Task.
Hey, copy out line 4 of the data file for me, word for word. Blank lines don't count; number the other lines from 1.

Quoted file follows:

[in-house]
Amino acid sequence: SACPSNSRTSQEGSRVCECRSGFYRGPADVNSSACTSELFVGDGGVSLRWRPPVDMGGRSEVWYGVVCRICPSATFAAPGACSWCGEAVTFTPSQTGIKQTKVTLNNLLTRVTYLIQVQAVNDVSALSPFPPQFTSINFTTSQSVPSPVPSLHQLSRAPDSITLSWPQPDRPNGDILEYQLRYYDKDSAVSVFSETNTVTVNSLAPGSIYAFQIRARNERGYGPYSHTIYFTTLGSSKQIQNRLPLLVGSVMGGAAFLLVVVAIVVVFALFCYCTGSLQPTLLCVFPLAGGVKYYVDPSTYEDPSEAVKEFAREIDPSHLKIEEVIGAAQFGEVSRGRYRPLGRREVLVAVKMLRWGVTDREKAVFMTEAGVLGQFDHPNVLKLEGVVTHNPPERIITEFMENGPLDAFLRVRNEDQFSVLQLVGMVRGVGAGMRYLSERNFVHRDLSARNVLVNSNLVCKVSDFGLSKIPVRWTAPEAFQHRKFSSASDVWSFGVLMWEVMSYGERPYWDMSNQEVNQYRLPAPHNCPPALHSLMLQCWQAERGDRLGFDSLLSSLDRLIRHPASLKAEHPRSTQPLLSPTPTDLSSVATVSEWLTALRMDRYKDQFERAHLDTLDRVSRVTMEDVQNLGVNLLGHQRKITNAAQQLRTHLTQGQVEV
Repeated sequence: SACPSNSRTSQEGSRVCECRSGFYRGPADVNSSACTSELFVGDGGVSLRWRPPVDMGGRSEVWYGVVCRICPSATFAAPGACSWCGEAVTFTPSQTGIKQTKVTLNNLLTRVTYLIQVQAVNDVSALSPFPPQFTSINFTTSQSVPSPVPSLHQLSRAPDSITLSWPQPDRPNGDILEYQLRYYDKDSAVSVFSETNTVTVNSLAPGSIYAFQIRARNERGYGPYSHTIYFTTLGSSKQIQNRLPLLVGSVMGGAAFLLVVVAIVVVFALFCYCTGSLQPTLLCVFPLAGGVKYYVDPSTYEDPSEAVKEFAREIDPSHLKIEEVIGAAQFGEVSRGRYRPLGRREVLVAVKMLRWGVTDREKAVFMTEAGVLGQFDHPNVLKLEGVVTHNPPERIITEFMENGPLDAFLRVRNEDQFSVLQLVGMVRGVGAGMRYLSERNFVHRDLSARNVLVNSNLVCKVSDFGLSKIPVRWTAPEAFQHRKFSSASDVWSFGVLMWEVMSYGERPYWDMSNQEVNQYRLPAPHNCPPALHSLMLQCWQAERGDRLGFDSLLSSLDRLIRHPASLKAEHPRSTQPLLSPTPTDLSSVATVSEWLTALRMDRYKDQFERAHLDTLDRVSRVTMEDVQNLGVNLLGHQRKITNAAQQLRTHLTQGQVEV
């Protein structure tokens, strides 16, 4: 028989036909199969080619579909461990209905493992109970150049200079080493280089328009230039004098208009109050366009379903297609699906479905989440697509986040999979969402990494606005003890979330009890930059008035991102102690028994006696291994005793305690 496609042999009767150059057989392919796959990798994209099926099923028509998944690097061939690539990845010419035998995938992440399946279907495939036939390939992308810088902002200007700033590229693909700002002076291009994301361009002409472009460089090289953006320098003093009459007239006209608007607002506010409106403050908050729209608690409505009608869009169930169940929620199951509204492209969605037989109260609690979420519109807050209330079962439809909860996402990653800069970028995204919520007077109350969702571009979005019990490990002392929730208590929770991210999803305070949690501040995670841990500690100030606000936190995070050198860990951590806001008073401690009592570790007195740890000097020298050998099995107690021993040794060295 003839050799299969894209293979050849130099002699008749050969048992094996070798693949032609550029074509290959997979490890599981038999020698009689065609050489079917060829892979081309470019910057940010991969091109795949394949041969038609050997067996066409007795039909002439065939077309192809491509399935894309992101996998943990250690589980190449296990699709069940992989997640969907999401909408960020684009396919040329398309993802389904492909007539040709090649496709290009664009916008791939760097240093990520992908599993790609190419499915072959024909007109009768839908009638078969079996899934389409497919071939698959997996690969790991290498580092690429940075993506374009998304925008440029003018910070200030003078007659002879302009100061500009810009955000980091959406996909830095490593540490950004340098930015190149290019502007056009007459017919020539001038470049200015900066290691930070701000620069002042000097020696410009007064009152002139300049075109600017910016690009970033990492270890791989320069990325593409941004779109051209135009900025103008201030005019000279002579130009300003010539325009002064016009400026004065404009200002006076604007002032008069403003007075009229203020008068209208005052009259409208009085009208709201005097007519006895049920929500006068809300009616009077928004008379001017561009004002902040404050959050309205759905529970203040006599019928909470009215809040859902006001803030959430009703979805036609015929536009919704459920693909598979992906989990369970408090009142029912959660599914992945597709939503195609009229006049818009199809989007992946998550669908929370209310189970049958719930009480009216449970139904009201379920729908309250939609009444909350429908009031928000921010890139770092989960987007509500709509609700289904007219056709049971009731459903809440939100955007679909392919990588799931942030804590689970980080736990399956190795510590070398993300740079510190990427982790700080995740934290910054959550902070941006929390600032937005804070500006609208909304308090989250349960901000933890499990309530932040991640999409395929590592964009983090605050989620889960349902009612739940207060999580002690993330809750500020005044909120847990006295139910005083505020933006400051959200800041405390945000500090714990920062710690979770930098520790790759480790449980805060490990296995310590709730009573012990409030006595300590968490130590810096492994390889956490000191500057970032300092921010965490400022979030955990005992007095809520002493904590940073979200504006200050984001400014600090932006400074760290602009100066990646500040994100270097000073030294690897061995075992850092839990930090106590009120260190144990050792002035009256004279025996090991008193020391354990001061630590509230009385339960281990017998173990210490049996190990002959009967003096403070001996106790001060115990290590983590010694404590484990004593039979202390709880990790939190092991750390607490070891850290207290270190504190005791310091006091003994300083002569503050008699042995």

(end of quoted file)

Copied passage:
């Protein structure tokens, strides 16, 4: 028989036909199969080619579909461990209905493992109970150049200079080493280089328009230039004098208009109050366009379903297609699906479905989440697509986040999979969402990494606005003890979330009890930059008035991102102690028994006696291994005793305690 496609042999009767150059057989392919796959990798994209099926099923028509998944690097061939690539990845010419035998995938992440399946279907495939036939390939992308810088902002200007700033590229693909700002002076291009994301361009002409472009460089090289953006320098003093009459007239006209608007607002506010409106403050908050729209608690409505009608869009169930169940929620199951509204492209969605037989109260609690979420519109807050209330079962439809909860996402990653800069970028995204919520007077109350969702571009979005019990490990002392929730208590929770991210999803305070949690501040995670841990500690100030606000936190995070050198860990951590806001008073401690009592570790007195740890000097020298050998099995107690021993040794060295 003839050799299969894209293979050849130099002699008749050969048992094996070798693949032609550029074509290959997979490890599981038999020698009689065609050489079917060829892979081309470019910057940010991969091109795949394949041969038609050997067996066409007795039909002439065939077309192809491509399935894309992101996998943990250690589980190449296990699709069940992989997640969907999401909408960020684009396919040329398309993802389904492909007539040709090649496709290009664009916008791939760097240093990520992908599993790609190419499915072959024909007109009768839908009638078969079996899934389409497919071939698959997996690969790991290498580092690429940075993506374009998304925008440029003018910070200030003078007659002879302009100061500009810009955000980091959406996909830095490593540490950004340098930015190149290019502007056009007459017919020539001038470049200015900066290691930070701000620069002042000097020696410009007064009152002139300049075109600017910016690009970033990492270890791989320069990325593409941004779109051209135009900025103008201030005019000279002579130009300003010539325009002064016009400026004065404009200002006076604007002032008069403003007075009229203020008068209208005052009259409208009085009208709201005097007519006895049920929500006068809300009616009077928004008379001017561009004002902040404050959050309205759905529970203040006599019928909470009215809040859902006001803030959430009703979805036609015929536009919704459920693909598979992906989990369970408090009142029912959660599914992945597709939503195609009229006049818009199809989007992946998550669908929370209310189970049958719930009480009216449970139904009201379920729908309250939609009444909350429908009031928000921010890139770092989960987007509500709509609700289904007219056709049971009731459903809440939100955007679909392919990588799931942030804590689970980080736990399956190795510590070398993300740079510190990427982790700080995740934290910054959550902070941006929390600032937005804070500006609208909304308090989250349960901000933890499990309530932040991640999409395929590592964009983090605050989620889960349902009612739940207060999580002690993330809750500020005044909120847990006295139910005083505020933006400051959200800041405390945000500090714990920062710690979770930098520790790759480790449980805060490990296995310590709730009573012990409030006595300590968490130590810096492994390889956490000191500057970032300092921010965490400022979030955990005992007095809520002493904590940073979200504006200050984001400014600090932006400074760290602009100066990646500040994100270097000073030294690897061995075992850092839990930090106590009120260190144990050792002035009256004279025996090991008193020391354990001061630590509230009385339960281990017998173990210490049996190990002959009967003096403070001996106790001060115990290590983590010694404590484990004593039979202390709880990790939190092991750390607490070891850290207290270190504190005791310091006091003994300083002569503050008699042995």